Playing with an oscilloscope you’ll (probably) never own

We’ll have to admit that we were really jealous when [Shahriar] sent us a video he made, in which he casually explains how a $500,000 160GS/s 62GHz oscilloscope works and then starts playing with it.

Even though you need to be quite familiar with electronics to fully understand the oscilloscope’s inner workings, [Shahriar]‘s step by step explanation is still approachable for those who only understand the basics.

In the first half of the video he uses the manufacturer’s documentation which contains the oscilloscope block diagrams, so you’ll also learn about:

  • timer interleaved Analog to Digital Converters (ADCs), which allows you to increase your input sampling rate by using several of them
  • phase-locked loops, which use a reference clock to generate a much faster clock signal
  • custom made dies and the materials used for high frequency electronic components

In the second half of the video [Shahriar] connects a pseudo random binary sequence generator and uses the oscilloscope to make several measurements that you’d typically want to know for high speed signals (jitters, eye quality factor…). He later performs a small experiment where he up-converts the frequency components of two random 3.12Gbit/s signals and tries to recall each original signal using the oscilloscope functions, making this part of the video a bit harder to keep up with.

30 thoughts on “Playing with an oscilloscope you’ll (probably) never own

        1. oh the irony!
          get it? iron-y? … will screw you guys!

          granted if your working in 62ghz your probably not soldering your own PCBs!

  1. Probably *not* going to be one of those things I’m going to buy if I win one of those huge lotteries. I hear this would cost only 250,000 if they used Linux rather than MS Windows ;) On those torque collars no doubt there is going to be someone in the shop who keeps turning after it clicks to “make sure it’s tight”, like some car drivers who turn the gas cap forever after it’s a tight it going to get.

    1. it was really interesting! though the open questions left me scratching my head! it was very cool to see the difference between the reconstruction of the sequence that was at a lower freq vs the one at high freq. you casually mention it was due to improper filtering but i didn’t really get why you had this problem. keep up the work, your vids are awesome, also lol, futurama!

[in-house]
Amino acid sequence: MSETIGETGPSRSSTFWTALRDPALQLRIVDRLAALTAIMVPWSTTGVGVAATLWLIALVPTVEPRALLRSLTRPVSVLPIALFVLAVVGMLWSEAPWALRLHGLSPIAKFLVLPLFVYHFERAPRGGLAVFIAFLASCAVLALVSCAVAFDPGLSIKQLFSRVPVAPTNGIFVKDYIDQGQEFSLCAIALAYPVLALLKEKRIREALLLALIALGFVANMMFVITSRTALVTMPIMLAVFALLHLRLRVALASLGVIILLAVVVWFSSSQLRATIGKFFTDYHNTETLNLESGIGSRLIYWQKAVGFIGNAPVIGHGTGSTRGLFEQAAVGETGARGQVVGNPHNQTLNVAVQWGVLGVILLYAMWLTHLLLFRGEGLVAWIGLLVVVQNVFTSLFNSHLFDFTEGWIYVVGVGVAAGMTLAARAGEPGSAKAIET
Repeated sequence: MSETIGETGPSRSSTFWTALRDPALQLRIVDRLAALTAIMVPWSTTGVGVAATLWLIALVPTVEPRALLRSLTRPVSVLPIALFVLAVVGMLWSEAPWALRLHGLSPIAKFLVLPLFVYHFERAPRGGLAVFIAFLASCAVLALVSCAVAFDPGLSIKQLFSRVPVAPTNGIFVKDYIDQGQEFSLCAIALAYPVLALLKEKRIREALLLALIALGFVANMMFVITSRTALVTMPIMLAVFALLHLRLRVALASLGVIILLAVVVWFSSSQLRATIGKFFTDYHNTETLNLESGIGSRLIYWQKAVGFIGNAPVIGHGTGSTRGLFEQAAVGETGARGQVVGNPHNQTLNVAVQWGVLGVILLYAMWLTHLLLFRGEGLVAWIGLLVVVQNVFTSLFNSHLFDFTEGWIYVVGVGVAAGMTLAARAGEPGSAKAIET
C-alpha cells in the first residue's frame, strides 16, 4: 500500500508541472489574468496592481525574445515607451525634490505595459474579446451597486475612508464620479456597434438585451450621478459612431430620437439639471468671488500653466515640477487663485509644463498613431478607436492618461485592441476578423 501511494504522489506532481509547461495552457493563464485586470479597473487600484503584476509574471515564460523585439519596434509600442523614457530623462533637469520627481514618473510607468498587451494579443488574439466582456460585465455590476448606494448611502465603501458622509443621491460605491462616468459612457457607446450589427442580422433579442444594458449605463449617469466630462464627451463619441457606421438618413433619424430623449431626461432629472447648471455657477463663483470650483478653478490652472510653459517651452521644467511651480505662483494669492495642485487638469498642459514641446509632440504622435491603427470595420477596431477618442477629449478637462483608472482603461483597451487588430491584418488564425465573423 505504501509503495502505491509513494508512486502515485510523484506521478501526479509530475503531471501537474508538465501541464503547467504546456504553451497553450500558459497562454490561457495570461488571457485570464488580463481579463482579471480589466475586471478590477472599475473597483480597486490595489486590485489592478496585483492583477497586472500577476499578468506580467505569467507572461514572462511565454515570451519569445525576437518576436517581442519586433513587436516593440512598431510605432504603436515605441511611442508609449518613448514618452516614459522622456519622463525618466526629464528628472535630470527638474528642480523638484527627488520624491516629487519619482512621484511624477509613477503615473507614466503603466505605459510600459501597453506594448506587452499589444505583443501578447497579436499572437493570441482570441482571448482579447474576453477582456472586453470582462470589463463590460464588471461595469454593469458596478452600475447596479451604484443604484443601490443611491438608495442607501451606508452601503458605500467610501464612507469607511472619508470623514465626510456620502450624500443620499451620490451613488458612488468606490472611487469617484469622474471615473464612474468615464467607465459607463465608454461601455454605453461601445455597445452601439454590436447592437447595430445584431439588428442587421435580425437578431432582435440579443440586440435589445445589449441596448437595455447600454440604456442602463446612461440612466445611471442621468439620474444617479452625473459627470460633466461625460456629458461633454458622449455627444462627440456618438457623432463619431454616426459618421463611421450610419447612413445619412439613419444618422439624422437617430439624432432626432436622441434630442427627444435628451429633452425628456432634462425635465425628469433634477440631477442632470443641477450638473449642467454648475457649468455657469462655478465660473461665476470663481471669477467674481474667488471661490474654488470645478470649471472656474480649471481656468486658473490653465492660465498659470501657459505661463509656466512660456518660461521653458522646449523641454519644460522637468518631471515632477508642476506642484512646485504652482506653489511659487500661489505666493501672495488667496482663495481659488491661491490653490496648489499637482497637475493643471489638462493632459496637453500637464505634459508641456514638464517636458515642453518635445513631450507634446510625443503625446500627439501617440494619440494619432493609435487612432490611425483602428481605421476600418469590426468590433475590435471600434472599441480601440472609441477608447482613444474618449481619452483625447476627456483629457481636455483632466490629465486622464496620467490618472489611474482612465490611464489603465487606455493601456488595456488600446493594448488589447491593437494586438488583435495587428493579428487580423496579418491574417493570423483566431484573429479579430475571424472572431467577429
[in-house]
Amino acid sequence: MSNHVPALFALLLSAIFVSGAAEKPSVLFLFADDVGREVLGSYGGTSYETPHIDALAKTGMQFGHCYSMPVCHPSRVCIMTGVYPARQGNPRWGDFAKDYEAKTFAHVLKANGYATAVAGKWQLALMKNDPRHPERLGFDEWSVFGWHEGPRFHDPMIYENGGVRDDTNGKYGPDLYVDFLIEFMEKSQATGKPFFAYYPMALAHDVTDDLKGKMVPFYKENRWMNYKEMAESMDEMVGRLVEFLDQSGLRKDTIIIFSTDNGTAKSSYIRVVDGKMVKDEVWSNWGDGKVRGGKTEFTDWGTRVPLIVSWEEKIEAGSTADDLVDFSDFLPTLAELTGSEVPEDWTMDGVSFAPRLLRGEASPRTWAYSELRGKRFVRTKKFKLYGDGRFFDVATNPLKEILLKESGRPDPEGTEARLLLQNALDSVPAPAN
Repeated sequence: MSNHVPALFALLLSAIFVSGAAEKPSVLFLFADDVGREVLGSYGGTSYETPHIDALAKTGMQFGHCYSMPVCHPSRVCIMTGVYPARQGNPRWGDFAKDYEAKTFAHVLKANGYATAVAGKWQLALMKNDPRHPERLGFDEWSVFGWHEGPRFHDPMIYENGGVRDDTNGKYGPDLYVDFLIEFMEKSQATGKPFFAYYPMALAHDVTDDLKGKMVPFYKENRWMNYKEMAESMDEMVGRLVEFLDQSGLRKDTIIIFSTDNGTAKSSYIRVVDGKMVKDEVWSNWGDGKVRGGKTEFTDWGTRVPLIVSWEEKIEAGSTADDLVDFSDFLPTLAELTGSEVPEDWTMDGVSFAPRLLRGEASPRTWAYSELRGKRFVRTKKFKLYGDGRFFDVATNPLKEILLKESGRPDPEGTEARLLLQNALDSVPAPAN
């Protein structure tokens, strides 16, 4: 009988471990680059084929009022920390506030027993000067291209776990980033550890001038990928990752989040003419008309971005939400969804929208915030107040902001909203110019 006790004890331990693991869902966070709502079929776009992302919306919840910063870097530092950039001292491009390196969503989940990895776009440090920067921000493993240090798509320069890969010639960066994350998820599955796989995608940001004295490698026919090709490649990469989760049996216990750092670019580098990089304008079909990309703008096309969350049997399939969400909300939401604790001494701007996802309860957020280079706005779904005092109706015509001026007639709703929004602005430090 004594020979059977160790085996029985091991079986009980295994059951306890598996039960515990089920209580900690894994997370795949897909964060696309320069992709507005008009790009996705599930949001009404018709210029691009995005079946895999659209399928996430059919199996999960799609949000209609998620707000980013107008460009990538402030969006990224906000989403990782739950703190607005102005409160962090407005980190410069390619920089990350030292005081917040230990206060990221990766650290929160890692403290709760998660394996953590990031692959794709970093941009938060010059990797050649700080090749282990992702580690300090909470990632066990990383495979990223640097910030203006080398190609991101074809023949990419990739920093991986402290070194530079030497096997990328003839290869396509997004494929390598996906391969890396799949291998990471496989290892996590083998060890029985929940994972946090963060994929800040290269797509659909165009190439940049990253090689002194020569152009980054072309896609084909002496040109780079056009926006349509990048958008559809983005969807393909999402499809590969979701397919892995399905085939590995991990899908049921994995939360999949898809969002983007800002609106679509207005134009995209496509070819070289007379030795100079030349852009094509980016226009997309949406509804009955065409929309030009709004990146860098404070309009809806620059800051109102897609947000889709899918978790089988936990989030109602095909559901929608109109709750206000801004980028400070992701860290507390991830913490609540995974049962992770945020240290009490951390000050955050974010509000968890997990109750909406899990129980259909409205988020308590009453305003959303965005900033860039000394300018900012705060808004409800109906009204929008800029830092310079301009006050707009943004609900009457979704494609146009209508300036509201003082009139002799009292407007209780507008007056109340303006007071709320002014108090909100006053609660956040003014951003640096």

2. Not so much on a comment on this specific experiment, but more general to your videos as a whole. I really like your approach to these, while I understand the concepts I am very very very far from your expertise. It is refreshing to see how you share this knowledge in a very approachable manner that also leaves room for us to explore on our own to get that last bit of practical knowledge in as we experiment. I for one am very thankful for your channel! Thanks Shahriar!

  2. Since the owners of hack a day changed most posts are not even hacks. Just content about high-end electronic stuff unrelated to DIY hacks from household / common stuff.

  3. I still waiting for a lulzy video of someone accidentally oopsing an expensive scope/ spectrum/network analyzer and their face afterwards. Killing a 50Ohm input by overload is quite easy, especially with fancy chips with 33 GHz BW.

    I personally would never play with such an expensive, borrowed scope, because these things sometimes fail even without you doing anything wrong, especially the LeCroy scopes, and explaining to the owner, why his 500k$ scope doesn’t work any more after you had it, is certainly beyond embarrassing.

Leave a Reply

Fill in your details below or click an icon to log in:

WordPress.com Logo

You are commenting using your WordPress.com account. Log Out / Change )

Twitter picture

You are commenting using your Twitter account. Log Out / Change )

Facebook photo

You are commenting using your Facebook account. Log Out / Change )

Google+ photo

You are commenting using your Google+ account. Log Out / Change )

Connecting to %s